The Kermode bear, also known as the spirit bear, is a subspecies of American black bear found exclusively in Canada. Although you might think it at a glance, they aren’t albino or related to polar bears. Instead, Kermode bears have a special gene unique to the subspecies.
1. Scientific & Common Names
4. Present Status
Scientific & Common Names
Kingdom - Animalia
Phylum - Chordata
Class - Mammalia
Order - Carnivora
Family - Ursidae
Genus – Ursus
Species – U. americanus (kermodei)
Common Names – Kermode Bear, Spirit Bear, moksgm'ol (native Tshimshianic)
Similar in temperament to black bears, Kermode bears are generally shy and avoid confrontation, depicted by this figurine’s timid gait.
Gestation is around 235 days, with a litter of one to six cubs. Around 10% of U. americanus kermodei cubs are born as white or cream-colored Kermode "Spirit" Bears.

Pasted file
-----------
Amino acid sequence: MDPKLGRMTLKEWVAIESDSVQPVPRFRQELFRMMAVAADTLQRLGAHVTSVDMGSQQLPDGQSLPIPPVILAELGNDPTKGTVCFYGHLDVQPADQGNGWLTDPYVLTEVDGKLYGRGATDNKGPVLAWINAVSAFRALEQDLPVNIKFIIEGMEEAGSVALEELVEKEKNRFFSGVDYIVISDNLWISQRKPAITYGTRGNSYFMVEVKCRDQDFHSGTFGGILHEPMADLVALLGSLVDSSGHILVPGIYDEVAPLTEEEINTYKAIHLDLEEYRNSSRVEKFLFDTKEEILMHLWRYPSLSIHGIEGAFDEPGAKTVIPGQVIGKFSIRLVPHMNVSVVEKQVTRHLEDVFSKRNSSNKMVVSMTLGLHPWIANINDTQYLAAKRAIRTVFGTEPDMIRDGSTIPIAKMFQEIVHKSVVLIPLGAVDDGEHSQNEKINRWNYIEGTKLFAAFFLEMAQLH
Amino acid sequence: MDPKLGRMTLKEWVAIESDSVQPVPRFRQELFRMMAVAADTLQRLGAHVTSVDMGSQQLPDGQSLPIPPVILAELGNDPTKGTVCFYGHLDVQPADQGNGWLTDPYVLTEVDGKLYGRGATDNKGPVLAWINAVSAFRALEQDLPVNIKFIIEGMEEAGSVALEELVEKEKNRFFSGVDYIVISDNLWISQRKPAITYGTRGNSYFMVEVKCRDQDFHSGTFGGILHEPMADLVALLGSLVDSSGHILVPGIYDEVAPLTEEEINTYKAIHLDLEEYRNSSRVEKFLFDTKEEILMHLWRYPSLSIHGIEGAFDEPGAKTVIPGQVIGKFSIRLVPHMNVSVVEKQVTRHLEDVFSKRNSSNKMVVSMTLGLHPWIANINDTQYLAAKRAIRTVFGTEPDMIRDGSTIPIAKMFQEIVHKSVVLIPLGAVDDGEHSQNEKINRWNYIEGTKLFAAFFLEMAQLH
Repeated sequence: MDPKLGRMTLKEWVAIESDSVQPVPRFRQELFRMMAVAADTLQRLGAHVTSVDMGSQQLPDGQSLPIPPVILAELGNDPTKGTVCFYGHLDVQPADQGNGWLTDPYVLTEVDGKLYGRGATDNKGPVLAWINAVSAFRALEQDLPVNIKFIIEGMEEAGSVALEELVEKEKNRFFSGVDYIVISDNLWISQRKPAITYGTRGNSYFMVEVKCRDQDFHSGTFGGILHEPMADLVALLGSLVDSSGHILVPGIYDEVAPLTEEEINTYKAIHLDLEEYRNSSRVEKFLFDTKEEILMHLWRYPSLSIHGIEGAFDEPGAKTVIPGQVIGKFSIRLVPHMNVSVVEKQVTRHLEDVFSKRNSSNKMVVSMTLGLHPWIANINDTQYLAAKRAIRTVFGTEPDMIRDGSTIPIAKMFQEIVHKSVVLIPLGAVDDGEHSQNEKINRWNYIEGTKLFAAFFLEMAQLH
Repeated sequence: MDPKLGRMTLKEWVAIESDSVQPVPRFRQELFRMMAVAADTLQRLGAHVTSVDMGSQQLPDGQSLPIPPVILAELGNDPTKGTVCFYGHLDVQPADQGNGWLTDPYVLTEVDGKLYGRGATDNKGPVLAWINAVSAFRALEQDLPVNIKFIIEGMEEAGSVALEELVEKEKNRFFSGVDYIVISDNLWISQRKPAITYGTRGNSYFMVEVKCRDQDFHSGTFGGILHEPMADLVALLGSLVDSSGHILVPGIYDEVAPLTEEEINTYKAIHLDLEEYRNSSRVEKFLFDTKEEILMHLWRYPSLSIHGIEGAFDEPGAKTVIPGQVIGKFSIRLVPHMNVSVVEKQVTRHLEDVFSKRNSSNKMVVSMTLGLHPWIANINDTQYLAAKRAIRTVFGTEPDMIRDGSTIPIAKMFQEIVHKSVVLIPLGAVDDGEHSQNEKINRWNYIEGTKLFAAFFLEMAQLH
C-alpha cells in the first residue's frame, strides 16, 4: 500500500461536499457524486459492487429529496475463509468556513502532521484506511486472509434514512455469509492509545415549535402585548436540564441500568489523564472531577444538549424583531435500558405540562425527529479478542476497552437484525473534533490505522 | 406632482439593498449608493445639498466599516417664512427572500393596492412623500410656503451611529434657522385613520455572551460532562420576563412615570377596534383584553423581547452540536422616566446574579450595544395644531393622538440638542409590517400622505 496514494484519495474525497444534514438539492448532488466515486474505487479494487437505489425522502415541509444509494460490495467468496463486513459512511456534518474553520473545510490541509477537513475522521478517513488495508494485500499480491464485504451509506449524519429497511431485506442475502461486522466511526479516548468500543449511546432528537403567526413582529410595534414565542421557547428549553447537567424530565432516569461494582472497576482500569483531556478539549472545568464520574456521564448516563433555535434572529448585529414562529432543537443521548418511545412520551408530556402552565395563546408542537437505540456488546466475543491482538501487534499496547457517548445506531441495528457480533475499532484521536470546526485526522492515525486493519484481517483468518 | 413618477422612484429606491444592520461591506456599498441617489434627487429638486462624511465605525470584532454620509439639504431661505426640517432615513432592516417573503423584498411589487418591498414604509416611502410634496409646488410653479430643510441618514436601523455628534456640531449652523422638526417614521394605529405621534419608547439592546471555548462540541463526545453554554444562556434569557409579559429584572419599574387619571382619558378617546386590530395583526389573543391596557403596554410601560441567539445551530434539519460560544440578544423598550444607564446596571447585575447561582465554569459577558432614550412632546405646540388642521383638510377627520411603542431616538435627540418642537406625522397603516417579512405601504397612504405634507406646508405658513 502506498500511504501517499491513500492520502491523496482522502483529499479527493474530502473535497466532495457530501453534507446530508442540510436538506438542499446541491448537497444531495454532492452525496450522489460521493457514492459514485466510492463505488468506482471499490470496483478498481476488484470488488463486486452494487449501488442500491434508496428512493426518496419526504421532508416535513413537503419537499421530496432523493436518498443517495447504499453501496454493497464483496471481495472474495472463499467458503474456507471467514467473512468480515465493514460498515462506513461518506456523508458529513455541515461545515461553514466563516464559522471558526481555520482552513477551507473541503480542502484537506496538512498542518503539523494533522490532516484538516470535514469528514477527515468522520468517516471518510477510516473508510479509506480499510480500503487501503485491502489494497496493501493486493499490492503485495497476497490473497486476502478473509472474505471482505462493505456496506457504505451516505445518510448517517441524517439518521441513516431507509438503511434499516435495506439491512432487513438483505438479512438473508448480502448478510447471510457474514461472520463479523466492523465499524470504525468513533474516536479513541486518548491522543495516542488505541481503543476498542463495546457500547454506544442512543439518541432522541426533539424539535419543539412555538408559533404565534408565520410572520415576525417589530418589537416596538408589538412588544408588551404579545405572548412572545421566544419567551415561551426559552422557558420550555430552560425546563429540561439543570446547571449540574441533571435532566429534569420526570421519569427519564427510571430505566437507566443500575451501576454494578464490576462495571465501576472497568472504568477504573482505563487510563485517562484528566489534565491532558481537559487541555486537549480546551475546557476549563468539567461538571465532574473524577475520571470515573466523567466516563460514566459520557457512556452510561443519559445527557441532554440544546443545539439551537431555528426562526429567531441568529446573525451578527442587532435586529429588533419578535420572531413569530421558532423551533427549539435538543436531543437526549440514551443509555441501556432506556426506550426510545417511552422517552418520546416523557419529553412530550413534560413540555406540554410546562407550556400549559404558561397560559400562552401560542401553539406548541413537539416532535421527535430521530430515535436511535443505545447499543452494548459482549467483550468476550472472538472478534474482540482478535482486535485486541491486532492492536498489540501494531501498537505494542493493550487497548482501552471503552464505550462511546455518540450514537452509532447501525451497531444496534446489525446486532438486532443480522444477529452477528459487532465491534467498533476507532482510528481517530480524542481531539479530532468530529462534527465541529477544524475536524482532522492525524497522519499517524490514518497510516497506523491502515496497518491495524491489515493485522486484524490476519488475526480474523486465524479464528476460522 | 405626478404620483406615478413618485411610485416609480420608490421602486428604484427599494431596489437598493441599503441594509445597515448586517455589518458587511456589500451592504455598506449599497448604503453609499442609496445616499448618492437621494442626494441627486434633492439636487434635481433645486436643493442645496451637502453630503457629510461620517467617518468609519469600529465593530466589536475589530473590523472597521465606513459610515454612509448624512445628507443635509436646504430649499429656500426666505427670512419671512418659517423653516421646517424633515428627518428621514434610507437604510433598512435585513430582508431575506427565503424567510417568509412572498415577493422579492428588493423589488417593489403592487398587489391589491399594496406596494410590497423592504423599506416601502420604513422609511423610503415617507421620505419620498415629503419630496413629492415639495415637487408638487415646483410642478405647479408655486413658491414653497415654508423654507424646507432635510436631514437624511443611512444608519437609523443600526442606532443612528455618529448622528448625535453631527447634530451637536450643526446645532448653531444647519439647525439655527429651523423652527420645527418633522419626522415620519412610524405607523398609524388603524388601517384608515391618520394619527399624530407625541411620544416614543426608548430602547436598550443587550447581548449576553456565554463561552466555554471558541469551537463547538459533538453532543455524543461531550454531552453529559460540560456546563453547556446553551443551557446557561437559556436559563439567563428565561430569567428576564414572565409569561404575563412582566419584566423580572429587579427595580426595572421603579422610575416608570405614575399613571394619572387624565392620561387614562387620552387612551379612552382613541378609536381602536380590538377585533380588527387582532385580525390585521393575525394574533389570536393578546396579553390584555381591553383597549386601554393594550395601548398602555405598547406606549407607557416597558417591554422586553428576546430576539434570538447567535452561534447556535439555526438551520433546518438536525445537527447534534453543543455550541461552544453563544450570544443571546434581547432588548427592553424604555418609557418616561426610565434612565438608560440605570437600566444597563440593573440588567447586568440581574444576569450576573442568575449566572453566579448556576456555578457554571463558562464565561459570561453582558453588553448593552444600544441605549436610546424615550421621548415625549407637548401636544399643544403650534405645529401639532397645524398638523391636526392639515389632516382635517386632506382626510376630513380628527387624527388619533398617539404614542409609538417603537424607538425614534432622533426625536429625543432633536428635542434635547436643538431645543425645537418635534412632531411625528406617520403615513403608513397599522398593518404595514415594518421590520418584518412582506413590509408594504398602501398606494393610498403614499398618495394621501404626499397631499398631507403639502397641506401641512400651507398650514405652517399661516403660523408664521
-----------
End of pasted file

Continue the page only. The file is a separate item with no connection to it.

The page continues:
Kermode bears, like black bears, can be active during the day and night, and have very keen senses of eyesight, smell and hearing. Like black bears, they enter their dens in the fall and will hibernate for several months.
Endemic to British Columbia, spirit bears hold a prominent place in the folklore and cultural traditions of the surrounding human populations. In fact, they are the official provincial mammal of British Columbia. Interestingly, researchers have surmised that the unique coloration of the Kermode bear actually makes them better hunters of fish during the daytime when compared to normal black bears, because their light fur in combination with the sunlight makes them less visible to marine life.
The black bear is considered a "Least Concern" species due to its widespread range and ample habitat. However, white bears only occure in about 10% of the population of the Kermode subspecies.